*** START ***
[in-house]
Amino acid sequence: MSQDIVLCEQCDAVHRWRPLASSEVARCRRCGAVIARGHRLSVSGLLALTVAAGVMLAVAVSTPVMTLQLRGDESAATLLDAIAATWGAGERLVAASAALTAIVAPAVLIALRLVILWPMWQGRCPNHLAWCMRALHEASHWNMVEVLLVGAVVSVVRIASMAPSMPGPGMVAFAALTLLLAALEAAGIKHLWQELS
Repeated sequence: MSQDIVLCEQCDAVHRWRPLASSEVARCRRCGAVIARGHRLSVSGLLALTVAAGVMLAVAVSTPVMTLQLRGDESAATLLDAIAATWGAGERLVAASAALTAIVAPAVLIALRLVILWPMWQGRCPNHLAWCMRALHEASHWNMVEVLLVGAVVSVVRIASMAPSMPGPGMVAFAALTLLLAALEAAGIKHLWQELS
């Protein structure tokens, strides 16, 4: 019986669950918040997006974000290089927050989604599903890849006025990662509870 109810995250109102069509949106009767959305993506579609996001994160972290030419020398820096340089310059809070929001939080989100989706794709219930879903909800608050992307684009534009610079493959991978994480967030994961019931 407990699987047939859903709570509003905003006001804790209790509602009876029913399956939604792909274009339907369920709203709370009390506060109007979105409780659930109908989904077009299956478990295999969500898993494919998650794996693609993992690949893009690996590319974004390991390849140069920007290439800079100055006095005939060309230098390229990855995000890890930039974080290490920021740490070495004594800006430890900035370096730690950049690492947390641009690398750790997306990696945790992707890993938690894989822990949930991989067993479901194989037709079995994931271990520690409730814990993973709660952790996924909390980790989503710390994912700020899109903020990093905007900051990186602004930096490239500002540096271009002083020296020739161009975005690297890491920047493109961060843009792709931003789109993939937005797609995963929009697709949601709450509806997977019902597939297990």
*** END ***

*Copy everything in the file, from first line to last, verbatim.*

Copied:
[in-house]
Amino acid sequence: MSQDIVLCEQCDAVHRWRPLASSEVARCRRCGAVIARGHRLSVSGLLALTVAAGVMLAVAVSTPVMTLQLRGDESAATLLDAIAATWGAGERLVAASAALTAIVAPAVLIALRLVILWPMWQGRCPNHLAWCMRALHEASHWNMVEVLLVGAVVSVVRIASMAPSMPGPGMVAFAALTLLLAALEAAGIKHLWQELS
Repeated sequence: MSQDIVLCEQCDAVHRWRPLASSEVARCRRCGAVIARGHRLSVSGLLALTVAAGVMLAVAVSTPVMTLQLRGDESAATLLDAIAATWGAGERLVAASAALTAIVAPAVLIALRLVILWPMWQGRCPNHLAWCMRALHEASHWNMVEVLLVGAVVSVVRIASMAPSMPGPGMVAFAALTLLLAALEAAGIKHLWQELS
């Protein structure tokens, strides 16, 4: 019986669950918040997006974000290089927050989604599903890849006025990662509870 109810995250109102069509949106009767959305993506579609996001994160972290030419020398820096340089310059809070929001939080989100989706794709219930879903909800608050992307684009534009610079493959991978994480967030994961019931 407990699987047939859903709570509003905003006001804790209790509602009876029913399956939604792909274009339907369920709203709370009390506060109007979105409780659930109908989904077009299956478990295999969500898993494919998650794996693609993992690949893009690996590319974004390991390849140069920007290439800079100055006095005939060309230098390229990855995000890890930039974080290490920021740490070495004594800006430890900035370096730690950049690492947390641009690398750790997306990696945790992707890993938690894989822990949930991989067993479901194989037709079995994931271990520690409730814990993973709660952790996924909390980790989503710390994912700020899109903020990093905007900051990186602004930096490239500002540096271009002083020296020739161009975005690297890491920047493109961060843009792709931003789109993939937005797609995963929009697709949601709450509806997977019902597939297990």